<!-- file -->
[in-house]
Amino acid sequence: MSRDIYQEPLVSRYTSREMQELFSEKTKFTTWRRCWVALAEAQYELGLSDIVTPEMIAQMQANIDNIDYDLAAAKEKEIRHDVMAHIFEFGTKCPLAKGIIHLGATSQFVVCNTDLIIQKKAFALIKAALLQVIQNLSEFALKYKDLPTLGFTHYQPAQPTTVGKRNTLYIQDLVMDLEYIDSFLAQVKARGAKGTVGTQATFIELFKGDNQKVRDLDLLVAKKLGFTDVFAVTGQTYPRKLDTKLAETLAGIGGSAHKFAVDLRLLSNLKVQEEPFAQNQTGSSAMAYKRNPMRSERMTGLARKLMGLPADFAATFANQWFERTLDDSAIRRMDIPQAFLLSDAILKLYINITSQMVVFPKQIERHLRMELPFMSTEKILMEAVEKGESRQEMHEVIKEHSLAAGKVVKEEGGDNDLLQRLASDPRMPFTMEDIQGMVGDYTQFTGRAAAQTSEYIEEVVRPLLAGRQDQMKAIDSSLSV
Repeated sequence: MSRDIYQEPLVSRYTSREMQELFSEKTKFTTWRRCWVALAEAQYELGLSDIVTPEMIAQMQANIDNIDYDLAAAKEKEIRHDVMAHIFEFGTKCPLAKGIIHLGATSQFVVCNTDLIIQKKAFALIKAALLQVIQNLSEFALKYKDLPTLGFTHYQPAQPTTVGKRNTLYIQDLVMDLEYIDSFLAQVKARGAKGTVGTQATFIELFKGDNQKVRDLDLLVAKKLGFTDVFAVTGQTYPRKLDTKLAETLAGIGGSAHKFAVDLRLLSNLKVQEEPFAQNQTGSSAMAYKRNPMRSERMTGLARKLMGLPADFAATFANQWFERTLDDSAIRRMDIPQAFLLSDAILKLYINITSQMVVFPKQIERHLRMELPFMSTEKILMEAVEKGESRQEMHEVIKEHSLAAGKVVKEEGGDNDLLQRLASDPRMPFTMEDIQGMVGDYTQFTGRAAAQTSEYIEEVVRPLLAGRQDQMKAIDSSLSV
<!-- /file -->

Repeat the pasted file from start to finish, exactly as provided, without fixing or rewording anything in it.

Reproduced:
[in-house]
Amino acid sequence: MSRDIYQEPLVSRYTSREMQELFSEKTKFTTWRRCWVALAEAQYELGLSDIVTPEMIAQMQANIDNIDYDLAAAKEKEIRHDVMAHIFEFGTKCPLAKGIIHLGATSQFVVCNTDLIIQKKAFALIKAALLQVIQNLSEFALKYKDLPTLGFTHYQPAQPTTVGKRNTLYIQDLVMDLEYIDSFLAQVKARGAKGTVGTQATFIELFKGDNQKVRDLDLLVAKKLGFTDVFAVTGQTYPRKLDTKLAETLAGIGGSAHKFAVDLRLLSNLKVQEEPFAQNQTGSSAMAYKRNPMRSERMTGLARKLMGLPADFAATFANQWFERTLDDSAIRRMDIPQAFLLSDAILKLYINITSQMVVFPKQIERHLRMELPFMSTEKILMEAVEKGESRQEMHEVIKEHSLAAGKVVKEEGGDNDLLQRLASDPRMPFTMEDIQGMVGDYTQFTGRAAAQTSEYIEEVVRPLLAGRQDQMKAIDSSLSV
Repeated sequence: MSRDIYQEPLVSRYTSREMQELFSEKTKFTTWRRCWVALAEAQYELGLSDIVTPEMIAQMQANIDNIDYDLAAAKEKEIRHDVMAHIFEFGTKCPLAKGIIHLGATSQFVVCNTDLIIQKKAFALIKAALLQVIQNLSEFALKYKDLPTLGFTHYQPAQPTTVGKRNTLYIQDLVMDLEYIDSFLAQVKARGAKGTVGTQATFIELFKGDNQKVRDLDLLVAKKLGFTDVFAVTGQTYPRKLDTKLAETLAGIGGSAHKFAVDLRLLSNLKVQEEPFAQNQTGSSAMAYKRNPMRSERMTGLARKLMGLPADFAATFANQWFERTLDDSAIRRMDIPQAFLLSDAILKLYINITSQMVVFPKQIERHLRMELPFMSTEKILMEAVEKGESRQEMHEVIKEHSLAAGKVVKEEGGDNDLLQRLASDPRMPFTMEDIQGMVGDYTQFTGRAAAQTSEYIEEVVRPLLAGRQDQMKAIDSSLSV